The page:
Thursday, August 14, 2014

"Begin Again": one-paragraph review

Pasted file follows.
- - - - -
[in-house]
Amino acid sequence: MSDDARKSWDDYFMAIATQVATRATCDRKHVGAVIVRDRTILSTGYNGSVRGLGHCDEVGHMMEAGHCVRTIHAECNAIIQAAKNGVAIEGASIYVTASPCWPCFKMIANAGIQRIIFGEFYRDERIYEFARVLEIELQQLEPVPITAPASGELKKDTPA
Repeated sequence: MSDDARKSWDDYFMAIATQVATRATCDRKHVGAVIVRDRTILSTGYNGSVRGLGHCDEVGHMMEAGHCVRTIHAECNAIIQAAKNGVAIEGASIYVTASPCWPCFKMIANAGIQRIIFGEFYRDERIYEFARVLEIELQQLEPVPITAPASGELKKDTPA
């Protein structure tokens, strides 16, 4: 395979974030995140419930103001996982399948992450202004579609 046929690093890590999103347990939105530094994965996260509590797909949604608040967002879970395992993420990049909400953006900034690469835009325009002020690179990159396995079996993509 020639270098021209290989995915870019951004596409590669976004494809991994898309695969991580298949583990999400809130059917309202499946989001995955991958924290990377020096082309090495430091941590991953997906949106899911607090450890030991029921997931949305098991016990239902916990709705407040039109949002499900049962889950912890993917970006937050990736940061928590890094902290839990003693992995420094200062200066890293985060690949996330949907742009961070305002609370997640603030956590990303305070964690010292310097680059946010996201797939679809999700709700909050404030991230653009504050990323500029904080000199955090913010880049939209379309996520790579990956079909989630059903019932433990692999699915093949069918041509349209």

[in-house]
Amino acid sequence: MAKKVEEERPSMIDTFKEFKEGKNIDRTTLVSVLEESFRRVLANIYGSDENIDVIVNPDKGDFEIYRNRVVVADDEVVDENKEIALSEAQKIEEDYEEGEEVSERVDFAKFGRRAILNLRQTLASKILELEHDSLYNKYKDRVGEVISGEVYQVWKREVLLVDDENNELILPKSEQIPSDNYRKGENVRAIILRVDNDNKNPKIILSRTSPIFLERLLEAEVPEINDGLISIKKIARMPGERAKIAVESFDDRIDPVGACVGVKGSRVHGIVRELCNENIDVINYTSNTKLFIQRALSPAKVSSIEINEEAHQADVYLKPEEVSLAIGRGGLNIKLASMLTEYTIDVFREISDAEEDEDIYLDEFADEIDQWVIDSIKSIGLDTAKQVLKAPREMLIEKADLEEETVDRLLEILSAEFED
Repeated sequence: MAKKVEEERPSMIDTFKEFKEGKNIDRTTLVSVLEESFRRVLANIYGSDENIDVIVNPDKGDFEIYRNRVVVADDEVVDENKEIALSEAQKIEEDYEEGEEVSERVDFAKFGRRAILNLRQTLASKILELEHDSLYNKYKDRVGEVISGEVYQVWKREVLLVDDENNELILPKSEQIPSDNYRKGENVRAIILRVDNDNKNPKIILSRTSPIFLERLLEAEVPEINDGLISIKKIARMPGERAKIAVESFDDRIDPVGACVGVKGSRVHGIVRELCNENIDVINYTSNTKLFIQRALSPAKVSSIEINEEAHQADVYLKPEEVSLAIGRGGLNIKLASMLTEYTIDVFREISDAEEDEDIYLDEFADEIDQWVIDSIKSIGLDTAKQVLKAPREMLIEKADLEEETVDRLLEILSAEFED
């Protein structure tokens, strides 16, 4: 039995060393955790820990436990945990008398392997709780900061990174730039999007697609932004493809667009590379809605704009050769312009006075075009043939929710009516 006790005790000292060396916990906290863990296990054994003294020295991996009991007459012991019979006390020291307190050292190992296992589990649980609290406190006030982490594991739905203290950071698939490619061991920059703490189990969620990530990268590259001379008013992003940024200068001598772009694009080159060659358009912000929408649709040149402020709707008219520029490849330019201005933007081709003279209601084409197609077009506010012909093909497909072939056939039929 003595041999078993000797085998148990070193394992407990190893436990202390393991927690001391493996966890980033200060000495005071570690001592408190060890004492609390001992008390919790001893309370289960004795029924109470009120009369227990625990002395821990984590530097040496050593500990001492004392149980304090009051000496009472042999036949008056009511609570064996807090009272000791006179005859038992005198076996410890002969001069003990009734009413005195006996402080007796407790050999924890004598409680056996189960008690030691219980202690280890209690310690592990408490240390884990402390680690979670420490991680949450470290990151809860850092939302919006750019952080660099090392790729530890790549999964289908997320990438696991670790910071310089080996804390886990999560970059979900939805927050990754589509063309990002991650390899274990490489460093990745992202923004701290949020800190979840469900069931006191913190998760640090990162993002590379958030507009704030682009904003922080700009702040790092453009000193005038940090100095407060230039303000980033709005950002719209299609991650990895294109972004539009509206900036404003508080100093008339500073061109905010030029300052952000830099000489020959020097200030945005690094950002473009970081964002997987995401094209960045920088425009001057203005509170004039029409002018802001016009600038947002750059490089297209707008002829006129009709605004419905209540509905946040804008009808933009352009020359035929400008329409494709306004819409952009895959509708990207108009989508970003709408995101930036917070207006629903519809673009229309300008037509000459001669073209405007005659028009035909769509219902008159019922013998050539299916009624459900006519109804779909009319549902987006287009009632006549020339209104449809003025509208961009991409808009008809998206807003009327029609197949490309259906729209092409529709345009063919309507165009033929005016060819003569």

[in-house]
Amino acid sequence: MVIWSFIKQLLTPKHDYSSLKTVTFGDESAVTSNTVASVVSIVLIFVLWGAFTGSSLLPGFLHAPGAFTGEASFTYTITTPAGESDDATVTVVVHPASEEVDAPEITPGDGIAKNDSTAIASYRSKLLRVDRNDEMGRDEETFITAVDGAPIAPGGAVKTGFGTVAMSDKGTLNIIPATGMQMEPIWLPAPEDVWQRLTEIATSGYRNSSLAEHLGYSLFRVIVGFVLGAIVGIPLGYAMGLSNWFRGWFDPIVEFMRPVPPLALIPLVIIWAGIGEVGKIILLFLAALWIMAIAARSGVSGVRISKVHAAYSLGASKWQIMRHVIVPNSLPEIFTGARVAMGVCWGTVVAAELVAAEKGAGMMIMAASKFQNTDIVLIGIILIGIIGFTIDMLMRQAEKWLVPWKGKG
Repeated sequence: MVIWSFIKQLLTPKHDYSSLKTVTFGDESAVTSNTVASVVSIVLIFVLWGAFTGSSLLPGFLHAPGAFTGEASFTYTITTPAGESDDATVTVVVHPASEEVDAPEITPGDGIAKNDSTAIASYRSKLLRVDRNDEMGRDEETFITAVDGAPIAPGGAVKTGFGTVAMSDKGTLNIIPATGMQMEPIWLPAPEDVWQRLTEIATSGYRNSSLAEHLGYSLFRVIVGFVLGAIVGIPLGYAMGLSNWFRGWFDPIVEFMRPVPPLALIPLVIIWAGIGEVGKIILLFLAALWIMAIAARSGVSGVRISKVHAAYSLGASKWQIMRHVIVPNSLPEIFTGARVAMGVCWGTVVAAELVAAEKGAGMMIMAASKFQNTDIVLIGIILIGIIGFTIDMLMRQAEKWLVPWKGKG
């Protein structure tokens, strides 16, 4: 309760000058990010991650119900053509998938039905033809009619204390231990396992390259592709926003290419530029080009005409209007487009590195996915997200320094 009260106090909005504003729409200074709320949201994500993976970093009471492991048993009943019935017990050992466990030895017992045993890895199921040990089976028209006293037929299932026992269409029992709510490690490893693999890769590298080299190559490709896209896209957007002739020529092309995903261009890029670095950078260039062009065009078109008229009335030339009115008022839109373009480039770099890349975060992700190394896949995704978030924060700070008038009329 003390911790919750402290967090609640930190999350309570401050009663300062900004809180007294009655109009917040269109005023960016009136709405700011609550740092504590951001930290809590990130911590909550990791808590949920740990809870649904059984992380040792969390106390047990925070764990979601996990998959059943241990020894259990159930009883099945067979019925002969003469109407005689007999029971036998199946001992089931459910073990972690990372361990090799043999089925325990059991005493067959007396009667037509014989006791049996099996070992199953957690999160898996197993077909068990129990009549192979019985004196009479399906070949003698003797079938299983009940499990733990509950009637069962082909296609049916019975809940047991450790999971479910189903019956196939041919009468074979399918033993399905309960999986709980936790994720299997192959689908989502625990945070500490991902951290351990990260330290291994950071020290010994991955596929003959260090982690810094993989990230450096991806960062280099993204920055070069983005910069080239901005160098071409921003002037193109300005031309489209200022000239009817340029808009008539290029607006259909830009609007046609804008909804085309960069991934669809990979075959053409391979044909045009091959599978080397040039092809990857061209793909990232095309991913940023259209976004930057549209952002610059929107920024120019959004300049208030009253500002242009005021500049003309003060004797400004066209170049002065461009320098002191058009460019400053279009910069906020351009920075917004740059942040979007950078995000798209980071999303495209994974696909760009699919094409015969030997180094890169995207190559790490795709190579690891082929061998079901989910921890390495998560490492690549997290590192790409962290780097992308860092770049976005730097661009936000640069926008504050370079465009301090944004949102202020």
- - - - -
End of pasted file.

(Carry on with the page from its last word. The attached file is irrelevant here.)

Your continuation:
You couldn't ask for lighter fare than "Begin Again," a milquetoasty romantic dramedy starring Mark Ruffalo as Dan, a down-on-his-luck recording-studio exec, and Keira Knightley as Gretta (yes, with two "t"s, as in "regrettable"), a musician-songwriter who has just broken up with her rising-star singer boyfriend when the story begins. The story takes place in New York, and is, in part, a paean to the city—its lives and loves and dreams. The plot and characters often fall into cliché, but the overall story is warmhearted and well-intended. This is a film about broken people pulling themselves out of their nosedives and making something new of their lives. Dan and Gretta meet when Dan, an alcoholic, finds himself in an East Village club where Gretta is playing. Dan is inspired by Gretta's soulful music, and even though he's just been booted by the record label that he'd co-founded, he pitches Gretta with a plan to produce an album of her music. Dan is also separated from his wife Miriam (Catherine Keener) and has a tenuous relationship with his teenage daughter Violet (Hailee Steinfeld), but as the plot progresses, the various unraveled cords of our principals' lives begin to re-ravel. "Begin Again" manages to keep the romantic tension between Dan and Gretta unpredictable, and the movie avoids going the overly emo route. I can't say that I enjoyed the indie-trash songs that much, but the acting was good and the overall message of hope was one that only bitter cynics would scoff at. CeeLo Green steals every scene he's in; the man is a great comic actor, and I hope to see him in more movies. I was forced to watch "Begin Again" on the KTX from East Daegu Station to Seoul Station; the credits began rolling just as we pulled into Seoul, and passengers actually hung around through the ending credits to watch the extra mid-credits scenes, which elaborate slightly on the main story. Obviously, my fellow passengers found "Begin Again" engaging, and if Metacritic is any judge, most American movie critics liked the movie, too. I found it forgettable and not very profound, but it went down easy.


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